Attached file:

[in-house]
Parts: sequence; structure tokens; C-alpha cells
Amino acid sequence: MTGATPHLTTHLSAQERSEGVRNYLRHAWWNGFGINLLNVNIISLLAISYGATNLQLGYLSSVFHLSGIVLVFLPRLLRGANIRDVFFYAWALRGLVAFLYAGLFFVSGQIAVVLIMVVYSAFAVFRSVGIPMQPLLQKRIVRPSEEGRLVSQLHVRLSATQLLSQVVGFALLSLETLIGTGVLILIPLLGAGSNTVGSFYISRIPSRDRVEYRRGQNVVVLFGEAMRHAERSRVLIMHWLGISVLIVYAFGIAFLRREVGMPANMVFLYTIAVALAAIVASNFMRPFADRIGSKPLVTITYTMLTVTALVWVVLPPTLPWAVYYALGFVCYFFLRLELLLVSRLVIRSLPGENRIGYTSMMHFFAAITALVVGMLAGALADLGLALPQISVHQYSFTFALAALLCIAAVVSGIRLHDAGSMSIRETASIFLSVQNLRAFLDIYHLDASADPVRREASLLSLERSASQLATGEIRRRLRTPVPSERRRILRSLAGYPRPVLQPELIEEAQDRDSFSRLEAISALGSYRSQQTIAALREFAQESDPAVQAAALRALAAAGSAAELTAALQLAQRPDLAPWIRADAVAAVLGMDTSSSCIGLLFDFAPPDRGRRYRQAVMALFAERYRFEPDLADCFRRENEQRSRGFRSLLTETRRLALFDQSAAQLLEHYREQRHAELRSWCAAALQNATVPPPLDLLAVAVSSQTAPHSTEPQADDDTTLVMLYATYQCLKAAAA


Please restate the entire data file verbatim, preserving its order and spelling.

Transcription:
[in-house]
Parts: sequence; structure tokens; C-alpha cells
Amino acid sequence: MTGATPHLTTHLSAQERSEGVRNYLRHAWWNGFGINLLNVNIISLLAISYGATNLQLGYLSSVFHLSGIVLVFLPRLLRGANIRDVFFYAWALRGLVAFLYAGLFFVSGQIAVVLIMVVYSAFAVFRSVGIPMQPLLQKRIVRPSEEGRLVSQLHVRLSATQLLSQVVGFALLSLETLIGTGVLILIPLLGAGSNTVGSFYISRIPSRDRVEYRRGQNVVVLFGEAMRHAERSRVLIMHWLGISVLIVYAFGIAFLRREVGMPANMVFLYTIAVALAAIVASNFMRPFADRIGSKPLVTITYTMLTVTALVWVVLPPTLPWAVYYALGFVCYFFLRLELLLVSRLVIRSLPGENRIGYTSMMHFFAAITALVVGMLAGALADLGLALPQISVHQYSFTFALAALLCIAAVVSGIRLHDAGSMSIRETASIFLSVQNLRAFLDIYHLDASADPVRREASLLSLERSASQLATGEIRRRLRTPVPSERRRILRSLAGYPRPVLQPELIEEAQDRDSFSRLEAISALGSYRSQQTIAALREFAQESDPAVQAAALRALAAAGSAAELTAALQLAQRPDLAPWIRADAVAAVLGMDTSSSCIGLLFDFAPPDRGRRYRQAVMALFAERYRFEPDLADCFRRENEQRSRGFRSLLTETRRLALFDQSAAQLLEHYREQRHAELRSWCAAALQNATVPPPLDLLAVAVSSQTAPHSTEPQADDDTTLVMLYATYQCLKAAAA